Ads will likely arrive on Instagram within the next year, as Facebook seeks to develop sources of revenue for the digital property it purchased in April 2012. But at this point it is anyone's guess how the photo-sharing service's users will react when ads do start showing up.
Instagram, created in 2010, has long been a playground for hip young people and the brands that market to them. So far, it has managed to retain its image despite a $1 billion sale to Facebook and incredible user growth, going from about 30 million users at the time of acquisition to more than 150 million today. In a blog post Sunday, Instagram said that it had added 50 million monthly users in the past six months alone.
The app has been expanding not only in sheer numbers but also geographically. More than 60 percent of Instagram users now live outside the U.S., the company said.
In its early days, Instagram's anti-corporate image attracted users "who didn't want to be associated with the giant on the block," says Brian Blau, research director in consumer technologies at Gartner. So will ads represent a tipping point in user sentiment? Maybe not. Blau points to a pattern with social networks and other free services in which, when ads are introduced, "people complain, there is a sort of backlash or revolt" at first, but ultimately the outcry diminishes and most users become habituated to the ads.
But much will depend on how Instagram rolls out its ads, and on what kind they are. The team is considering ads in the Discover tab as well as the search function, according to The Wall Street Journal. And ads in users' photo feed, similar to those featured on Facebook's news feed and Tumblr's timeline, should not be ruled out.
Ads built around the Discover feature would be less obtrusive than ads in the photo feed, though marketers may be dissatisfied with the lack of front-and-center placement. But users who access the Discover tab are actively looking for new content, so that may be a natural place to fit ads, Blau says. Ads in the timeline would allow for a higher volume of ads, but they might clash with "the sort of social browsing that users are doing," he says.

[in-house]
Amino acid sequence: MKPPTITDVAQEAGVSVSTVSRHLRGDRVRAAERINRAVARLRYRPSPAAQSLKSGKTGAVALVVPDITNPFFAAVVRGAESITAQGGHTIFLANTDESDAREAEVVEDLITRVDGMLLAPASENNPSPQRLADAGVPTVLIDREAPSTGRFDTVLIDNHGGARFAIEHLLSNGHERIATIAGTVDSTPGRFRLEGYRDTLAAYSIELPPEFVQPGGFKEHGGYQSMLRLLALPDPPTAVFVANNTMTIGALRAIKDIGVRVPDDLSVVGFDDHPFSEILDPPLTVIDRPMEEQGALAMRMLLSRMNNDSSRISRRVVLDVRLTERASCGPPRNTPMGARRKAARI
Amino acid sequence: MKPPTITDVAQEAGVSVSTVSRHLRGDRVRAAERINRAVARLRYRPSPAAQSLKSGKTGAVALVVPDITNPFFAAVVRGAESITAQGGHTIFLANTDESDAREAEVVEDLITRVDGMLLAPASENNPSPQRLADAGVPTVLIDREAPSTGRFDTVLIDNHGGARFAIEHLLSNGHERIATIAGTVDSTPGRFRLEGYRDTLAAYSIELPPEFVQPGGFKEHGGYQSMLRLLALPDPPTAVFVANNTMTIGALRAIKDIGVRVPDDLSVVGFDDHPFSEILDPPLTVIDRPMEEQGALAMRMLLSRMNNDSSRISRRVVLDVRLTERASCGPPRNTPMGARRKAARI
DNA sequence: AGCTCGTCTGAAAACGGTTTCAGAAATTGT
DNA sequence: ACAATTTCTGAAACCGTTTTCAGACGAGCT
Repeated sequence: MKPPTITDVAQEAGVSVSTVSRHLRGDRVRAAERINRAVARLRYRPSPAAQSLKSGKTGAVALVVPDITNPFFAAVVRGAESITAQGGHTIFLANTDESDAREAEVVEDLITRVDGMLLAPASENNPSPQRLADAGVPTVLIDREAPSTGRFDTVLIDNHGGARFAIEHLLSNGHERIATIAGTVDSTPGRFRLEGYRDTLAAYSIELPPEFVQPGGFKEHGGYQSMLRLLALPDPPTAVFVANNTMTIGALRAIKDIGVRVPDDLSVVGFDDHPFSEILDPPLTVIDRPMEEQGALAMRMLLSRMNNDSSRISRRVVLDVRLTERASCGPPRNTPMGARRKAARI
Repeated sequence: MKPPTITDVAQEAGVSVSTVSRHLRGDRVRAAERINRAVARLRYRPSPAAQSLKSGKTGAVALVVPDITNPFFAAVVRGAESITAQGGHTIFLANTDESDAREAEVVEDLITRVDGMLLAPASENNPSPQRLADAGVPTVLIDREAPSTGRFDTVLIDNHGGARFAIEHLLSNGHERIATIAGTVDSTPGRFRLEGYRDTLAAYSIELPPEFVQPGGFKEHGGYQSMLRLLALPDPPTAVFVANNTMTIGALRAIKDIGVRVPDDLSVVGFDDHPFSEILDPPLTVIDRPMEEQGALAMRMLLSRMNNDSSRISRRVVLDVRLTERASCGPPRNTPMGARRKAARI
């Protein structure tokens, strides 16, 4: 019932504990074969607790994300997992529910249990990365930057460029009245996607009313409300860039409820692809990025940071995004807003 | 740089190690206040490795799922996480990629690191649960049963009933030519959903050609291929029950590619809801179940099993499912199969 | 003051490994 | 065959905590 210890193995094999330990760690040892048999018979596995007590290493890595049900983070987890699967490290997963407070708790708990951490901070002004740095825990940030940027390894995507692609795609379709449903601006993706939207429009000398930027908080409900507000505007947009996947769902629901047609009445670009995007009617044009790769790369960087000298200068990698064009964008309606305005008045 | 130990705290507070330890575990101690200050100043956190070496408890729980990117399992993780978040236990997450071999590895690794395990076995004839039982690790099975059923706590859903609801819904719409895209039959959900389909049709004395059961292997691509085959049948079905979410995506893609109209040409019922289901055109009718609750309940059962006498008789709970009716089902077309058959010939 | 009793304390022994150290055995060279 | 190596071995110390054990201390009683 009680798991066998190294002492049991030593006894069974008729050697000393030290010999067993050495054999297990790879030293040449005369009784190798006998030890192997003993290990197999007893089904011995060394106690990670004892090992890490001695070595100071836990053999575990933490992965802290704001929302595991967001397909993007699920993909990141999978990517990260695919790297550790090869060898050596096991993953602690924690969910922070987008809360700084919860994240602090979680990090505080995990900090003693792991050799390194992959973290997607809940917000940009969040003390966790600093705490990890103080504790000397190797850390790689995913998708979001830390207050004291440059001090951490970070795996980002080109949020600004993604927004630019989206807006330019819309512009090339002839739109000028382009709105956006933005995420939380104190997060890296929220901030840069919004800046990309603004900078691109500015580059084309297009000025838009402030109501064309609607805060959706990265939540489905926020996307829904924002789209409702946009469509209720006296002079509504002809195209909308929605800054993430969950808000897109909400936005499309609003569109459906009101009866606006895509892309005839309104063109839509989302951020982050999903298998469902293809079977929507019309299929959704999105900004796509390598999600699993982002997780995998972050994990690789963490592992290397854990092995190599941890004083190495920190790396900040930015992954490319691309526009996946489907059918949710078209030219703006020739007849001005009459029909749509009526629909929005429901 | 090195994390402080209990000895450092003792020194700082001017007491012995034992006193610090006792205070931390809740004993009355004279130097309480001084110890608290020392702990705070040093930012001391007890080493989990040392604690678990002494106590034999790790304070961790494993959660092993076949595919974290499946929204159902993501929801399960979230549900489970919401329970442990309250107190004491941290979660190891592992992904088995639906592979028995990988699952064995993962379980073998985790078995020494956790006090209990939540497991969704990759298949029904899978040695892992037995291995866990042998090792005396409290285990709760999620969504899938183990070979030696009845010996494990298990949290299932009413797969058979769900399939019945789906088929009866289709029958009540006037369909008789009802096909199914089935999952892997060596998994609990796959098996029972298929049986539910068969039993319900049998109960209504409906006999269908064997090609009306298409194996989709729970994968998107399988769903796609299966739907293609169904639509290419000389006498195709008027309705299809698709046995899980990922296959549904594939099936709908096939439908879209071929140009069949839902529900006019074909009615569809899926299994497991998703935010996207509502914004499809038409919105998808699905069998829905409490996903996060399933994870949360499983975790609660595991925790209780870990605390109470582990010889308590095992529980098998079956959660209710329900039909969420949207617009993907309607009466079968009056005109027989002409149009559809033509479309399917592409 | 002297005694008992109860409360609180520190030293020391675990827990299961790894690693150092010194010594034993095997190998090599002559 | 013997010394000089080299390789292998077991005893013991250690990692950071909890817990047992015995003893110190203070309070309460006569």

Low volume, high growth
Wherever the ads are placed, Instagram may introduce them at a low volume so that its users have time to adjust to the new state of things. Indeed, Instagram's focus on tremendous growth may represent a hedge against the user flight that may occur once ads are introduced. A service with 150 million users can stand to lose a few here and there.
More than that, a huge and growing user base will allow Instagram to charge brands more for ads on its platform. That may mean Instagram will be able to hit revenue targets without drowning its users in display advertising. Emily White, Instagram's director of business operations, told The Wall Street Journal there is no immediate pressure to make money. Whereas Yahoo moved quickly to implement revenue strategies for Tumblr, at least some of which had been in the works prior to the acquisition, Facebook is playing a longer game with Instagram.
But Tumblr could be a role model for Instagram in at least one way. The microblogging platform's introduction of timeline ads "doesn't really seem to have hurt them," Blau says, though he adds that no analytics have been released yet to give a definitive picture.
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